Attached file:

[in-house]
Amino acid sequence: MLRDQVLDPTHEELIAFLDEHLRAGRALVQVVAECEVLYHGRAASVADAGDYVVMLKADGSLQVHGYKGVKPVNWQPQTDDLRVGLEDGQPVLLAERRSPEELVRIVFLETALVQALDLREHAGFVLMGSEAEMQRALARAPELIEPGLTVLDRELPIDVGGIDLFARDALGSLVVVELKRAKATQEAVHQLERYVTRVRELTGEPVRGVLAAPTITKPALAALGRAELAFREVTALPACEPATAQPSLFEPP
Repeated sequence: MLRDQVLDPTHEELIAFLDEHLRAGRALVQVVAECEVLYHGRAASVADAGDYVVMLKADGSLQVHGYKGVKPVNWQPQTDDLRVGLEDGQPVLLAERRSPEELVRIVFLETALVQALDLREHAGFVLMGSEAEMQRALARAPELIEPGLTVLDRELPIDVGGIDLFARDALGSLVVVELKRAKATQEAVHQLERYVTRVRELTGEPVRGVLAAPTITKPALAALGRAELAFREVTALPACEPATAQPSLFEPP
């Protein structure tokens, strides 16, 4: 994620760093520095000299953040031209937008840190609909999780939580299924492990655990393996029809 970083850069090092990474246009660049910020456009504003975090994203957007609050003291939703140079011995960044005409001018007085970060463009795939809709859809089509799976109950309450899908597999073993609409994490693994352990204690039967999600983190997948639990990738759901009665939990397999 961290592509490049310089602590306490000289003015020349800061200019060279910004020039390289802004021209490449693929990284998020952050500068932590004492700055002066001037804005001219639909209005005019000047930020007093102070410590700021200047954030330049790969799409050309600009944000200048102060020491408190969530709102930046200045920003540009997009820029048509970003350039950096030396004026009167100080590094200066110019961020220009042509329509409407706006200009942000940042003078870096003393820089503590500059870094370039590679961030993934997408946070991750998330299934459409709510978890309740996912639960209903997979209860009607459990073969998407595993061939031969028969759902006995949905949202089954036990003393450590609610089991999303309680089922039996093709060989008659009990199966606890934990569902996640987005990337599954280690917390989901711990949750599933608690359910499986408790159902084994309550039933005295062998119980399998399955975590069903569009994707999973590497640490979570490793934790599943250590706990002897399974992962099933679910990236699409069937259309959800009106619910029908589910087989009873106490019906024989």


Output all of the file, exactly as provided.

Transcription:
[in-house]
Amino acid sequence: MLRDQVLDPTHEELIAFLDEHLRAGRALVQVVAECEVLYHGRAASVADAGDYVVMLKADGSLQVHGYKGVKPVNWQPQTDDLRVGLEDGQPVLLAERRSPEELVRIVFLETALVQALDLREHAGFVLMGSEAEMQRALARAPELIEPGLTVLDRELPIDVGGIDLFARDALGSLVVVELKRAKATQEAVHQLERYVTRVRELTGEPVRGVLAAPTITKPALAALGRAELAFREVTALPACEPATAQPSLFEPP
Repeated sequence: MLRDQVLDPTHEELIAFLDEHLRAGRALVQVVAECEVLYHGRAASVADAGDYVVMLKADGSLQVHGYKGVKPVNWQPQTDDLRVGLEDGQPVLLAERRSPEELVRIVFLETALVQALDLREHAGFVLMGSEAEMQRALARAPELIEPGLTVLDRELPIDVGGIDLFARDALGSLVVVELKRAKATQEAVHQLERYVTRVRELTGEPVRGVLAAPTITKPALAALGRAELAFREVTALPACEPATAQPSLFEPP
């Protein structure tokens, strides 16, 4: 994620760093520095000299953040031209937008840190609909999780939580299924492990655990393996029809 970083850069090092990474246009660049910020456009504003975090994203957007609050003291939703140079011995960044005409001018007085970060463009795939809709859809089509799976109950309450899908597999073993609409994490693994352990204690039967999600983190997948639990990738759901009665939990397999 961290592509490049310089602590306490000289003015020349800061200019060279910004020039390289802004021209490449693929990284998020952050500068932590004492700055002066001037804005001219639909209005005019000047930020007093102070410590700021200047954030330049790969799409050309600009944000200048102060020491408190969530709102930046200045920003540009997009820029048509970003350039950096030396004026009167100080590094200066110019961020220009042509329509409407706006200009942000940042003078870096003393820089503590500059870094370039590679961030993934997408946070991750998330299934459409709510978890309740996912639960209903997979209860009607459990073969998407595993061939031969028969759902006995949905949202089954036990003393450590609610089991999303309680089922039996093709060989008659009990199966606890934990569902996640987005990337599954280690917390989901711990949750599933608690359910499986408790159902084994309550039933005295062998119980399998399955975590069903569009994707999973590497640490979570490793934790599943250590706990002897399974992962099933679910990236699409069937259309959800009106619910029908589910087989009873106490019906024989």